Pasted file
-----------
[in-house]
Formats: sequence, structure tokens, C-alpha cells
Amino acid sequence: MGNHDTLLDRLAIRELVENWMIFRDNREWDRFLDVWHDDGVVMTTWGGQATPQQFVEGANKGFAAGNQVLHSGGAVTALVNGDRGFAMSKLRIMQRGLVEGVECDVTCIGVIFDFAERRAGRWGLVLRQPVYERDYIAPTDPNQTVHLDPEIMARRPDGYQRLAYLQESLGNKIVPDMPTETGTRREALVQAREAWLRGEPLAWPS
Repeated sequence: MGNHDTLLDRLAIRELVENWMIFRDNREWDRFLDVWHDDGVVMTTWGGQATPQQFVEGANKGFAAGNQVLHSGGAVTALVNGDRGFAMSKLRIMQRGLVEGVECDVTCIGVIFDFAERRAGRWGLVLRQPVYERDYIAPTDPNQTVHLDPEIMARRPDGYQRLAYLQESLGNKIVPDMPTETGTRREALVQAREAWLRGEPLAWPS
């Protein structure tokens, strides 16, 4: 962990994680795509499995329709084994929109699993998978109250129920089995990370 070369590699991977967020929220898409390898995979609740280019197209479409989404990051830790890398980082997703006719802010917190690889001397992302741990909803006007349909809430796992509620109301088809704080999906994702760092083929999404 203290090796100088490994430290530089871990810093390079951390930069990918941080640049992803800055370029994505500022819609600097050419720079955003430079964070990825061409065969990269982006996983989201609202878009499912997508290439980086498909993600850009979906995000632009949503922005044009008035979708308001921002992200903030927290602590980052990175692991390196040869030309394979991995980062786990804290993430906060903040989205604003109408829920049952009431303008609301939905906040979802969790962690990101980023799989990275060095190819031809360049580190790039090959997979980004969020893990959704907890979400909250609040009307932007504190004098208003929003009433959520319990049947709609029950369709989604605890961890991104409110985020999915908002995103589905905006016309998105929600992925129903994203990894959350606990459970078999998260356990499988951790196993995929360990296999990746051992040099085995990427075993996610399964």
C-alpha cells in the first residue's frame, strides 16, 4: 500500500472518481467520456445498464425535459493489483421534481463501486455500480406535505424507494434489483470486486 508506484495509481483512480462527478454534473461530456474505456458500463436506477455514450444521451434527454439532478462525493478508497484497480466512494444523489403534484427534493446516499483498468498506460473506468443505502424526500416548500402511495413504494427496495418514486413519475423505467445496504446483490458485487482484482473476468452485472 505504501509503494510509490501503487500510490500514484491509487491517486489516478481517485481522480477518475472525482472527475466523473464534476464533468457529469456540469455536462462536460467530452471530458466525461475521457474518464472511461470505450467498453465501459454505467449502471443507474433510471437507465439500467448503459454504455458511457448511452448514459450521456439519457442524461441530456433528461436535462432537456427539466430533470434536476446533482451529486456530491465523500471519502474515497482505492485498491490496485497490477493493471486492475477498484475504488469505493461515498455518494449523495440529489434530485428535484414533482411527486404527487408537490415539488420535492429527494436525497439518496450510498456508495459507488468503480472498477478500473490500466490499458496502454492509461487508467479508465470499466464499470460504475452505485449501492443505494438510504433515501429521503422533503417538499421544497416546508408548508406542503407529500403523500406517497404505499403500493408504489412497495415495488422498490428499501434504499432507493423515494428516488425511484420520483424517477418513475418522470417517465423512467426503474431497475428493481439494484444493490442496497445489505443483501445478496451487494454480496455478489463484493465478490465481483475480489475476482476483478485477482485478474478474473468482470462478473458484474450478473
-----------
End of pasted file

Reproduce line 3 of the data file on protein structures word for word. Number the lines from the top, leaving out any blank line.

Amino acid sequence: MGNHDTLLDRLAIRELVENWMIFRDNREWDRFLDVWHDDGVVMTTWGGQATPQQFVEGANKGFAAGNQVLHSGGAVTALVNGDRGFAMSKLRIMQRGLVEGVECDVTCIGVIFDFAERRAGRWGLVLRQPVYERDYIAPTDPNQTVHLDPEIMARRPDGYQRLAYLQESLGNKIVPDMPTETGTRREALVQAREAWLRGEPLAWPS